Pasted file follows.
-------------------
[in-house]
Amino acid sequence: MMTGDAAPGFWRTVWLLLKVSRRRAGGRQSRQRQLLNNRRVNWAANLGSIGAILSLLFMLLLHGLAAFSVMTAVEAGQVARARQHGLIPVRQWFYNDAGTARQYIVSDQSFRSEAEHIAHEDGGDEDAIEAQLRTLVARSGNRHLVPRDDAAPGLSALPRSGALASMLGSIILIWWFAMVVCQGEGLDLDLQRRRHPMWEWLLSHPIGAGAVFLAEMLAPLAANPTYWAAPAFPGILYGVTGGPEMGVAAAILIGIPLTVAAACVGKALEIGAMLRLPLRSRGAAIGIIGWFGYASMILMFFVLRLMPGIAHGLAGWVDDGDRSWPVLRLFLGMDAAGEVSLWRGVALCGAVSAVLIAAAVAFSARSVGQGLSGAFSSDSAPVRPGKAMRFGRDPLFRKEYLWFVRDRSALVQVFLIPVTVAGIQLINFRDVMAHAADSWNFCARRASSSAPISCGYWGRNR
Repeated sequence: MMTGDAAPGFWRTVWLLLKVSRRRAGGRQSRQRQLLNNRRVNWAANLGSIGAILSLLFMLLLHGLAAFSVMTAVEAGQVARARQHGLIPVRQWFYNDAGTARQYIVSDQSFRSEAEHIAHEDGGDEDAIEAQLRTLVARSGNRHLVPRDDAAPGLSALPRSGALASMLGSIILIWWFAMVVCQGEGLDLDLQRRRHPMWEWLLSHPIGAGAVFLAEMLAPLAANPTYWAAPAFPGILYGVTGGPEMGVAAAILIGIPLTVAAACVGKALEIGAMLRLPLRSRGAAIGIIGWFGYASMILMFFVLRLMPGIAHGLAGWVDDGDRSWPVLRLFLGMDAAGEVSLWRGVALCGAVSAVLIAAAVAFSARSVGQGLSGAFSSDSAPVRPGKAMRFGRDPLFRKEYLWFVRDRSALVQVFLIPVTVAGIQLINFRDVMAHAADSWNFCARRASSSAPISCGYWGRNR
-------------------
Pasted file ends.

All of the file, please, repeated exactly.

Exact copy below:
[in-house]
Amino acid sequence: MMTGDAAPGFWRTVWLLLKVSRRRAGGRQSRQRQLLNNRRVNWAANLGSIGAILSLLFMLLLHGLAAFSVMTAVEAGQVARARQHGLIPVRQWFYNDAGTARQYIVSDQSFRSEAEHIAHEDGGDEDAIEAQLRTLVARSGNRHLVPRDDAAPGLSALPRSGALASMLGSIILIWWFAMVVCQGEGLDLDLQRRRHPMWEWLLSHPIGAGAVFLAEMLAPLAANPTYWAAPAFPGILYGVTGGPEMGVAAAILIGIPLTVAAACVGKALEIGAMLRLPLRSRGAAIGIIGWFGYASMILMFFVLRLMPGIAHGLAGWVDDGDRSWPVLRLFLGMDAAGEVSLWRGVALCGAVSAVLIAAAVAFSARSVGQGLSGAFSSDSAPVRPGKAMRFGRDPLFRKEYLWFVRDRSALVQVFLIPVTVAGIQLINFRDVMAHAADSWNFCARRASSSAPISCGYWGRNR
Repeated sequence: MMTGDAAPGFWRTVWLLLKVSRRRAGGRQSRQRQLLNNRRVNWAANLGSIGAILSLLFMLLLHGLAAFSVMTAVEAGQVARARQHGLIPVRQWFYNDAGTARQYIVSDQSFRSEAEHIAHEDGGDEDAIEAQLRTLVARSGNRHLVPRDDAAPGLSALPRSGALASMLGSIILIWWFAMVVCQGEGLDLDLQRRRHPMWEWLLSHPIGAGAVFLAEMLAPLAANPTYWAAPAFPGILYGVTGGPEMGVAAAILIGIPLTVAAACVGKALEIGAMLRLPLRSRGAAIGIIGWFGYASMILMFFVLRLMPGIAHGLAGWVDDGDRSWPVLRLFLGMDAAGEVSLWRGVALCGAVSAVLIAAAVAFSARSVGQGLSGAFSSDSAPVRPGKAMRFGRDPLFRKEYLWFVRDRSALVQVFLIPVTVAGIQLINFRDVMAHAADSWNFCARRASSSAPISCGYWGRNR